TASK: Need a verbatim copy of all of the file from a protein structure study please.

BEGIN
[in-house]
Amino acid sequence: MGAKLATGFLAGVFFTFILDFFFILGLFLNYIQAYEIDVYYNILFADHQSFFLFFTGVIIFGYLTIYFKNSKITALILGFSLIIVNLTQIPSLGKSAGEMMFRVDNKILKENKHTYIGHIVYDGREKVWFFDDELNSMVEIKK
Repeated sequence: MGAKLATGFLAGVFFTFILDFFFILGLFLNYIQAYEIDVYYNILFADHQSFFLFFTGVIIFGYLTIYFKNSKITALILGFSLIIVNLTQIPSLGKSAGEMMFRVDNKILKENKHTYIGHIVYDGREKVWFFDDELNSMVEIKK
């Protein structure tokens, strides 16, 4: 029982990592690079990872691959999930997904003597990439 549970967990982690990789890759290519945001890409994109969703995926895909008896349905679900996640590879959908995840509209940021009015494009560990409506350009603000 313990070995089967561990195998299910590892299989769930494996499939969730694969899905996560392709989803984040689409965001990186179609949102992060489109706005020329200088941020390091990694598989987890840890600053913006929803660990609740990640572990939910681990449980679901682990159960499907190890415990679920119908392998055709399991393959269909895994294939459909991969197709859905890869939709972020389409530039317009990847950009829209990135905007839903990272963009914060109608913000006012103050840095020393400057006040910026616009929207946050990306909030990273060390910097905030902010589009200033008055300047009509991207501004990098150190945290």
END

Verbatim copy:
[in-house]
Amino acid sequence: MGAKLATGFLAGVFFTFILDFFFILGLFLNYIQAYEIDVYYNILFADHQSFFLFFTGVIIFGYLTIYFKNSKITALILGFSLIIVNLTQIPSLGKSAGEMMFRVDNKILKENKHTYIGHIVYDGREKVWFFDDELNSMVEIKK
Repeated sequence: MGAKLATGFLAGVFFTFILDFFFILGLFLNYIQAYEIDVYYNILFADHQSFFLFFTGVIIFGYLTIYFKNSKITALILGFSLIIVNLTQIPSLGKSAGEMMFRVDNKILKENKHTYIGHIVYDGREKVWFFDDELNSMVEIKK
């Protein structure tokens, strides 16, 4: 029982990592690079990872691959999930997904003597990439 549970967990982690990789890759290519945001890409994109969703995926895909008896349905679900996640590879959908995840509209940021009015494009560990409506350009603000 313990070995089967561990195998299910590892299989769930494996499939969730694969899905996560392709989803984040689409965001990186179609949102992060489109706005020329200088941020390091990694598989987890840890600053913006929803660990609740990640572990939910681990449980679901682990159960499907190890415990679920119908392998055709399991393959269909895994294939459909991969197709859905890869939709972020389409530039317009990847950009829209990135905007839903990272963009914060109608913000006012103050840095020393400057006040910026616009929207946050990306909030990273060390910097905030902010589009200033008055300047009509991207501004990098150190945290």